# Is configuration space same as joint space?

For robotic manipulator like the one on the picture:

are the configuration space and joint space equivalent? I am trying to understand difference between the two...

In order to answer my own question Configuration space and Joint space must be defined.

Configuration space of a rigid body is a minimum set of parameters that can determine position of each point in that body or Configuration space is set of all possible configurations of that body.

Configuration space of the end-effector is set of all possible positions and orientations of the end-effector, while Configuration space of the robot is the set of all possible positions and orientations for each rigid link of the robot. Shape of the Configuration space depends on which rigid body it refers to.

Joint space is set of all joint parameters. In case of the robot in the picture those are its joint angles.

For the robotic manipulator in the picture it can be assumed that its configuration is completely determined by its joint parameters. It can be said that Configuration space and Joint space are equivalent for this robot (give or take few mathematical definitions of equivalent).

In robotics the configuration space is exactly the joint space of the manipulator.

Differently, to indicate the space where the forward kinematic law maps the joints configuration into, we use the terms task space and operational space, equivalently.

• This is true for a non-redundant manipulator. Back than, I was searching for a difference between two terms. A redundant manipulator can achieve the same configuration with different joint parameters. In that case, configuration space is not equal to joint space. Aug 25, 2014 at 8:04
• In robotics the term "configuration" refers to current configuration of the joints. The redundancy has to do with the mapping between the configuration of the joints and the task-space (i.e. the pose of the end-effector). Said that, we can still use the term "configuration space" as a synonym of joint space. The configuration is of the joints, not of the end-effector. This is the common usage. Aug 25, 2014 at 10:36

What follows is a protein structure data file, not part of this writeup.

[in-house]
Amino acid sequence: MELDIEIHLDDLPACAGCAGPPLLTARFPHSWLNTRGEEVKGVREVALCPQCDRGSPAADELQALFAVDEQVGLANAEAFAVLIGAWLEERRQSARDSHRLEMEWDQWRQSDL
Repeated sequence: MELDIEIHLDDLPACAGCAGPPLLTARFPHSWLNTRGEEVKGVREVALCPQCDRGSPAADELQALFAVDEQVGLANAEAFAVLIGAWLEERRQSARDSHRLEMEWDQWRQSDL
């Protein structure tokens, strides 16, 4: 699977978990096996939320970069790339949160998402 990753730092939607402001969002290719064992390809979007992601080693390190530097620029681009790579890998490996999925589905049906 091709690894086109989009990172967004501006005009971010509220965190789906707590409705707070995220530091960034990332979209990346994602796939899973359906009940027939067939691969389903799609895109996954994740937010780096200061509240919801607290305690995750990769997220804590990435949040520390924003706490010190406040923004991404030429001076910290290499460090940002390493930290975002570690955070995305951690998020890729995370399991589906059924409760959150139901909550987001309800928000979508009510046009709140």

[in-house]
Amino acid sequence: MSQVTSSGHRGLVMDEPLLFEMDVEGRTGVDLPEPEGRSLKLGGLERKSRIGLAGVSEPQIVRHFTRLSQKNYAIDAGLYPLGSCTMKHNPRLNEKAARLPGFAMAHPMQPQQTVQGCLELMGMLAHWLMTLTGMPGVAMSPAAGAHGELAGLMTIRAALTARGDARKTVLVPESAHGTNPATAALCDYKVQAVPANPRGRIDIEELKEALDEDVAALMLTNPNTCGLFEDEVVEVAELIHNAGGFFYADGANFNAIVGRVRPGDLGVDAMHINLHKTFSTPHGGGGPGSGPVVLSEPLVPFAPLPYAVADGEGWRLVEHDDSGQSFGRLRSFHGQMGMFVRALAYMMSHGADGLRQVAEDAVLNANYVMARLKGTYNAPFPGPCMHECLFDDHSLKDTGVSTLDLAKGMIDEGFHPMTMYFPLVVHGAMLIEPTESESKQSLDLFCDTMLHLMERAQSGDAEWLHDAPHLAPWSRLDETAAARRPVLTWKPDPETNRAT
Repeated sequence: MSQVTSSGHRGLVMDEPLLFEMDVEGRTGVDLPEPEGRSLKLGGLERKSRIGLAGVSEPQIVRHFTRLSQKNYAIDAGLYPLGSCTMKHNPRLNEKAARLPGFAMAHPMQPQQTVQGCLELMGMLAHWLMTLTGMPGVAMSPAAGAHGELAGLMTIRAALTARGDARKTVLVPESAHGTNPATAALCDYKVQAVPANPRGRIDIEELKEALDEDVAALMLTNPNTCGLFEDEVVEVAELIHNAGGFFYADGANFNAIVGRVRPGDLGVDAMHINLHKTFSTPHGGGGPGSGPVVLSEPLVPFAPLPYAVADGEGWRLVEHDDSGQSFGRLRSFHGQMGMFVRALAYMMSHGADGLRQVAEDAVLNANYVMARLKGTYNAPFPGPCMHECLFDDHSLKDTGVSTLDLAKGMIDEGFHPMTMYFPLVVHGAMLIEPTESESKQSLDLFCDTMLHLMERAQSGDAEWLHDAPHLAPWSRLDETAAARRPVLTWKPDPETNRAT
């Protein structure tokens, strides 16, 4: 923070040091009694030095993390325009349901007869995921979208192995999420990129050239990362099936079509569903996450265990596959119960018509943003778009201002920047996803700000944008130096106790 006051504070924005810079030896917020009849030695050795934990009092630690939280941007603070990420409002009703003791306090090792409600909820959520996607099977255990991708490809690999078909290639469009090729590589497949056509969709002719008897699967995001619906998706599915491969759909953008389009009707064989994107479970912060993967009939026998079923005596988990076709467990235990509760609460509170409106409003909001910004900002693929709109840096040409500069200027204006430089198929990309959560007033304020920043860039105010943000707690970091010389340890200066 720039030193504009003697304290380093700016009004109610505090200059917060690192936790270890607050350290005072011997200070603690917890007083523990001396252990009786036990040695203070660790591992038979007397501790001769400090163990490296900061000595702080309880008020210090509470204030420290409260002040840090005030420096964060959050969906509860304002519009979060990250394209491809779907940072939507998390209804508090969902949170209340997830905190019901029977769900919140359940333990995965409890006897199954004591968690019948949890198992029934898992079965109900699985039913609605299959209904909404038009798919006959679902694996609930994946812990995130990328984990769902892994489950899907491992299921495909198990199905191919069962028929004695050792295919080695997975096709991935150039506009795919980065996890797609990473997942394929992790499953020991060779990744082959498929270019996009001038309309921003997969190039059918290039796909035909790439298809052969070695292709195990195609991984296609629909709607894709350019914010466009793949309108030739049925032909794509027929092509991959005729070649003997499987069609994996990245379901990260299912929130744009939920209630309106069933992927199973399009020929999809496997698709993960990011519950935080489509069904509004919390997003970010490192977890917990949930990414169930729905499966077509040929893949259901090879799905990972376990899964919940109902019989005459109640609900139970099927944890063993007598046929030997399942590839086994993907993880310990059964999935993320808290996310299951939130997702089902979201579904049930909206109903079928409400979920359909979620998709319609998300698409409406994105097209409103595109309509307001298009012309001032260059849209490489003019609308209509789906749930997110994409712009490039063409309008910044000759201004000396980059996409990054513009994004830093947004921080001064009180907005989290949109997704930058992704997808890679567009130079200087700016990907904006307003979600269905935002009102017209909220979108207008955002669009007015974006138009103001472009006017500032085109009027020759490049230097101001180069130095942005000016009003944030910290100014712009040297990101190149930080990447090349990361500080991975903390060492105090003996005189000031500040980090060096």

• I was going with the original definition of the configuration space lis.csail.mit.edu/pubs/tlp/spatial-planning.pdf According to this definition, joint space (space of joint angles or translation) is not nearly the same as configuration space, although it may be used as its parametrization... Aug 25, 2014 at 15:43
• Ok, sorry, I was rather pointing to the common meaning in the robotics community instead. Aug 26, 2014 at 12:42

Configuration space refers to the set of all possible configurations of the end-effector, the tool frame in this case. Joint space is the set of joint parameters which describe the overall configuration of the robotic manipulator. Forward kinematics are used to map the Joint space to the Configuration space and Inverse kinematics do the opposite.

• Thank you for your answer! I agree that this holds for the Configuration space of the end-effector, not the Configuration space of the robot. When I was asking this question, I was refering to the Configuration space of the robot. Feb 4, 2014 at 12:22
• This is an incorrect answer. Forward kinematics is used to map from joint space/configuration space to task space/Cartesian space! Apr 22, 2021 at 12:34